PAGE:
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getting dressed has become a huge obstacle
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getting dressed has become a huge obstacle


Hello, Dennis is a 7 1/2 year old that is a good student, a good eater but since he was an infant dressing him always seemed to cause stress, tears, screaming. Things haven't gotten better as he has grown. he complains that clothes bother him and tears come rolling out of his eyes. He was the same problems putting on his pygamas, everything is either to big or to small or to tight or it drives him crazy aroung the neck. When we finally get him dressed he quickly forgets about the problem and leads a normal life all day.
Dennis is in constant movement and walks on his toes. His toe issue has gotten better slightly but not completely.
He wants his shoes very loose.
Dennis spends the week end with us and the rest of the week with his mother where the situation is worse. He refuses to allow his grandfather to dress him. His mother has a very difficult time and now he is skipping school because he strips naked and gets into bed and won't get dressed.  
I am his step mother. I have mixed feelings between SID and mild mild mild SID with a lot of bad behavior add to it.
I have searched for help everywhere but in italy nobody knows about SID and there aren't occupational therapists.
I would really appreciate to know how I can diagnose what case I am in. How can I understand if he is using his tactile stress to his advantage and what I can do with my husband and his ex wife and her new partener to handle this situation.
Thank you for your help. Much needed.
Claudia

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340688_tn?1251234597
You did not mention whether your step son is diagnosed with autism or not. It is common for children diagnosed with autism spectrum disorders to respond strongly to certain forms of stimulation, but this is also observed in typically developing children. My suggestion is to honor his preferences when reasonable by letting him choose clothing before getting dress (and to select clothing for purchase). Give him a choice between outifits or articles of clothing that seem to meet his needs. Give him a short period of time to make a selection and then require him to get dressed quickly. Do not allow him to change outfits once he has made a selection and avoid discussing the outfit once dressing has started. Consider providing a reward for dressing within a reasonable time period (e.g., 5 or 10 min). Set a timer and then provide the word if he is completely dressed. If he is not dressed, help him to get dressed with minimal interaction. I agree with the post above that he is probably having some discomfort related to the sensation of clothes, but his difficulities with the dressing routine can be worsened if he is able to avoid school or otherwise control the family's activities.
5 Comments
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347888_tn?1239903054
Sensory problems are very real, and I would not dismiss this as bad behavior.  Sorry I don't know where you could get help in Italy.  I know it is frustrating, but try to put yourself in his shoes and think how it must feel to him.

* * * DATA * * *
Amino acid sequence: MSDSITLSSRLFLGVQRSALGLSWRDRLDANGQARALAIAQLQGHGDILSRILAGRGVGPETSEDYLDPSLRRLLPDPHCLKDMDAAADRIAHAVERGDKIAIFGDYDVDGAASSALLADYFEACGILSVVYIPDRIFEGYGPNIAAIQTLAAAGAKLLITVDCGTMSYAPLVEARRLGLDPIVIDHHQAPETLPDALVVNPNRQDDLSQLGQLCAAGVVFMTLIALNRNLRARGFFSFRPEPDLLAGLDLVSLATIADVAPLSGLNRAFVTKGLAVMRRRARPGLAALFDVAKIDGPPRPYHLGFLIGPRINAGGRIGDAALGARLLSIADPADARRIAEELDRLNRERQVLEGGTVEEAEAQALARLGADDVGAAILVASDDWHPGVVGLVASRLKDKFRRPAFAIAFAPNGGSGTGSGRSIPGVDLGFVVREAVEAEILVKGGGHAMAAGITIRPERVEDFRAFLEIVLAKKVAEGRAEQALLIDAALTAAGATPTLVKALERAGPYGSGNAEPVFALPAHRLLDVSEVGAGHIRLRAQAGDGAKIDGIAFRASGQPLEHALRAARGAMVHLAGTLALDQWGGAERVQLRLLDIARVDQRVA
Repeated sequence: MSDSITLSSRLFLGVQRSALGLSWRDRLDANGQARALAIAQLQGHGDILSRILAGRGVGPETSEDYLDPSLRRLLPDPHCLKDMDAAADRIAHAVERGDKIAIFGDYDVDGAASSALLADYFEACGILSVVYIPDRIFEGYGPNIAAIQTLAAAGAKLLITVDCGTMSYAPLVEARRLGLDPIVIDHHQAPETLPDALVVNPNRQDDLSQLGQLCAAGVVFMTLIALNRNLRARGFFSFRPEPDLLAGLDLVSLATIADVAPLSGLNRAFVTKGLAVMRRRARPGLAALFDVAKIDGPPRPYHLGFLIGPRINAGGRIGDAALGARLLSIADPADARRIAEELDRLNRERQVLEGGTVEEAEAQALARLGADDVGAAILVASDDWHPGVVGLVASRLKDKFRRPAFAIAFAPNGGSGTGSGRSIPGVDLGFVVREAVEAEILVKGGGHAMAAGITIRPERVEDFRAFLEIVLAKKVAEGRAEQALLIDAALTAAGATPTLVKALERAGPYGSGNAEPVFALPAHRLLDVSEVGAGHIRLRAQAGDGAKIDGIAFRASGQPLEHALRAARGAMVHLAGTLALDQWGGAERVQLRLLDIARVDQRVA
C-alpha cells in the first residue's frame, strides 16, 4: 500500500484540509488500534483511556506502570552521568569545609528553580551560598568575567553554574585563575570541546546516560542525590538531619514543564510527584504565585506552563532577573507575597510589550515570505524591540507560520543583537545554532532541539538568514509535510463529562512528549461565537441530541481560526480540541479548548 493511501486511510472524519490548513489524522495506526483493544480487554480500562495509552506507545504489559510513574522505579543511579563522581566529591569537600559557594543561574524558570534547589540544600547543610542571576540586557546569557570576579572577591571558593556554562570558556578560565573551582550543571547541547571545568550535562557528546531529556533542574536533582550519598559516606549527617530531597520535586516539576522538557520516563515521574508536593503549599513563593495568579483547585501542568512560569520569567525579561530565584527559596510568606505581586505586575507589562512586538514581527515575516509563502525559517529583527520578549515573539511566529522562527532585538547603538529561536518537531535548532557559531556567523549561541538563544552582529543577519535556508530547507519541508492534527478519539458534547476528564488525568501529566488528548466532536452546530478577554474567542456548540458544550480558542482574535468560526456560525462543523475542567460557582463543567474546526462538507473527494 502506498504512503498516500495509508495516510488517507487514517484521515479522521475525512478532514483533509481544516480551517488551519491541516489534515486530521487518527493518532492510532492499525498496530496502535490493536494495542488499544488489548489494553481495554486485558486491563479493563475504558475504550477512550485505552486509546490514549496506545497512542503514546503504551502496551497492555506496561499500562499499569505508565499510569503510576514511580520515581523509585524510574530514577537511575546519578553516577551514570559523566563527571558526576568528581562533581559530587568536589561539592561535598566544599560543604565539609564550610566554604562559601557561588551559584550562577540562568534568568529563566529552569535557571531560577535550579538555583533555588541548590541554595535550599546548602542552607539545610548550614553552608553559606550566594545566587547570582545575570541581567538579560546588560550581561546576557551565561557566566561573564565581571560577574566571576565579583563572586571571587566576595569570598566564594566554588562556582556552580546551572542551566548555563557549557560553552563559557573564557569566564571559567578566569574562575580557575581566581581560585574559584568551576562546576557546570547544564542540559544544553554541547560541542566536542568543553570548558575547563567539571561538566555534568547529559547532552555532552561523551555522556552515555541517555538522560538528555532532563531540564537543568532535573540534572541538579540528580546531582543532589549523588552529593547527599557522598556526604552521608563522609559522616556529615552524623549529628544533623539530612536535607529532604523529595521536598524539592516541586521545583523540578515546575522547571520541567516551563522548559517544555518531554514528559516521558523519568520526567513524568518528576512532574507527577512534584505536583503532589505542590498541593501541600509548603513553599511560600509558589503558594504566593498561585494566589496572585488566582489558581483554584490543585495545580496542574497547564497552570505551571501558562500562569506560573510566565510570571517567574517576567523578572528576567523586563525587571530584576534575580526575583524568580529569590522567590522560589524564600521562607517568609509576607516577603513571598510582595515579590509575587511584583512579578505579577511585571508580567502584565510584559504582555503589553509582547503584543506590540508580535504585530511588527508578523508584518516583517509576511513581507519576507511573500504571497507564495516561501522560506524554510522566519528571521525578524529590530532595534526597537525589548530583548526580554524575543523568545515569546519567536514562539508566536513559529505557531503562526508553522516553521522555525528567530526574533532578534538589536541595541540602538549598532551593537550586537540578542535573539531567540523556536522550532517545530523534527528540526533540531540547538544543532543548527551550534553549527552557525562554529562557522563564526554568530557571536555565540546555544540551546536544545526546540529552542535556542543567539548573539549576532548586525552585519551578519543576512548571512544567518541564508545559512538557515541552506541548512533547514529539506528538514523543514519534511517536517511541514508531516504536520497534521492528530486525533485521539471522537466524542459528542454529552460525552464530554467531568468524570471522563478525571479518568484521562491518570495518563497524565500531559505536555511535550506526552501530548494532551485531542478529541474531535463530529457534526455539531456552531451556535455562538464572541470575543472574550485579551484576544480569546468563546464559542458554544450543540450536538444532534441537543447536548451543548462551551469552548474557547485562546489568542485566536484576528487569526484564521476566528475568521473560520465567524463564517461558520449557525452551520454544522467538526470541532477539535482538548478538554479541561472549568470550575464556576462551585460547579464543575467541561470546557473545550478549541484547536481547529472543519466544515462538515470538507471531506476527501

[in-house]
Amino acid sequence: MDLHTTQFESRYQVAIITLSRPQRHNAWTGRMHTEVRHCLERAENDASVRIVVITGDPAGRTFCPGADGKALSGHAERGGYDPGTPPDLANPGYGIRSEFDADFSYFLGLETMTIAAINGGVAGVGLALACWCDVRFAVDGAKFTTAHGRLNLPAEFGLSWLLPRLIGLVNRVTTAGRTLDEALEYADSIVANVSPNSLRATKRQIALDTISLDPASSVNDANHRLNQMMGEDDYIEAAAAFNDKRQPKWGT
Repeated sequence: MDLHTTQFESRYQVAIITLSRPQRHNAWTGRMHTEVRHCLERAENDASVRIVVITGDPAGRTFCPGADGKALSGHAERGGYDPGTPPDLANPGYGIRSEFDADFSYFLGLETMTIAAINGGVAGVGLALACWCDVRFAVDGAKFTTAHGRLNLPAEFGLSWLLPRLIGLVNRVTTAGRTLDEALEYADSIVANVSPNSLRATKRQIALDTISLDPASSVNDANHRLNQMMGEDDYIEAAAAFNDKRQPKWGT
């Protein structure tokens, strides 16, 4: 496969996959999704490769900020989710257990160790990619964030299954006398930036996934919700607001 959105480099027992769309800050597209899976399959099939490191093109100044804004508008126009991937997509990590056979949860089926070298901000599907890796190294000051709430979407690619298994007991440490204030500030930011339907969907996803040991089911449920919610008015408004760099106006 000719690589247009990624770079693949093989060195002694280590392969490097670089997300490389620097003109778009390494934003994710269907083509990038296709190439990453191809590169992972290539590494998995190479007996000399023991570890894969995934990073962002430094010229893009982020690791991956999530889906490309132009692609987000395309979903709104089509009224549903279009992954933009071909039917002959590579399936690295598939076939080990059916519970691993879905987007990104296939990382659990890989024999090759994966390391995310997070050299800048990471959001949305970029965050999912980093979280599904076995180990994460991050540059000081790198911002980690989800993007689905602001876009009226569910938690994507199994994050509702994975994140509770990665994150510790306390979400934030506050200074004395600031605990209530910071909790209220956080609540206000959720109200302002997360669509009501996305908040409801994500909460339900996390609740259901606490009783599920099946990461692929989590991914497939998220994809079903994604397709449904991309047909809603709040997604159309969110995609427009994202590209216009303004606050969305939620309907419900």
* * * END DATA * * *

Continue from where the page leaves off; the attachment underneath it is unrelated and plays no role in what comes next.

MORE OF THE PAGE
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Avatar_m_tn
Maybe you can contact via e-mail an Occuptional Therapist in the USA that can advise you how to handle this.  Have you taken im shopping and let him try some clothes (such as loose ones and 100% cotton) that feel good at the store?  Also cut all tags from all clothes.  There are therapies such as using a very soft brush to brush his skin that helps to diminish the sensitivity of the skin. There is a book called the The-Out-of -Sinc Child by Kranowtz that could help you if you can not find local help. You can order this book on Amazon. This book describes the problems of SID and also gives some solutions. Good luck.
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Avatar_n_tn
Thank you. I have been attempting some of the things you suggested but others will be on my list now. Dennis has not been seen for Autism but we will discuss this in the family now.
Dennis has always had this problem, since he was an infant, but now it has suddenly gotten worse. Actually it is worse with his mother, his tantrums are terrible. Her boyfriend (that Dennis adores) has just moved in with them. Dennis has severe problems getting dressed with his father and I but never tantrums. He knows we put our foot down and won't give in but sometimes it is heartbreaking.
He is a happy child and very smart also.
I have one question: I don't quite understand what you mean when you refer to the possibility of him being a typically developing child. What would that mean?
On the other hand, what kind of specialist do we have to go to to get him diagnosed for Autism?
Thank you so much, part of this is me feeling better too and your help is so precious in this.
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340688_tn?1251234597
I just meant that the behavior that you described occurs in children with no diagnosis but is more common in children diagnosed with autism. As you may know, autism is characterized by social and language deficits as well as the presence of repetitive behavior. If you think that your step son meets this description I recommend that you have him assessed by a team of professionals that specializes in diagnosing autism spectrum disorders. Most large hospitals will have this service available.
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Jason C Bourret, Ph.D., BCBA-DBlank
The New England Center for Children
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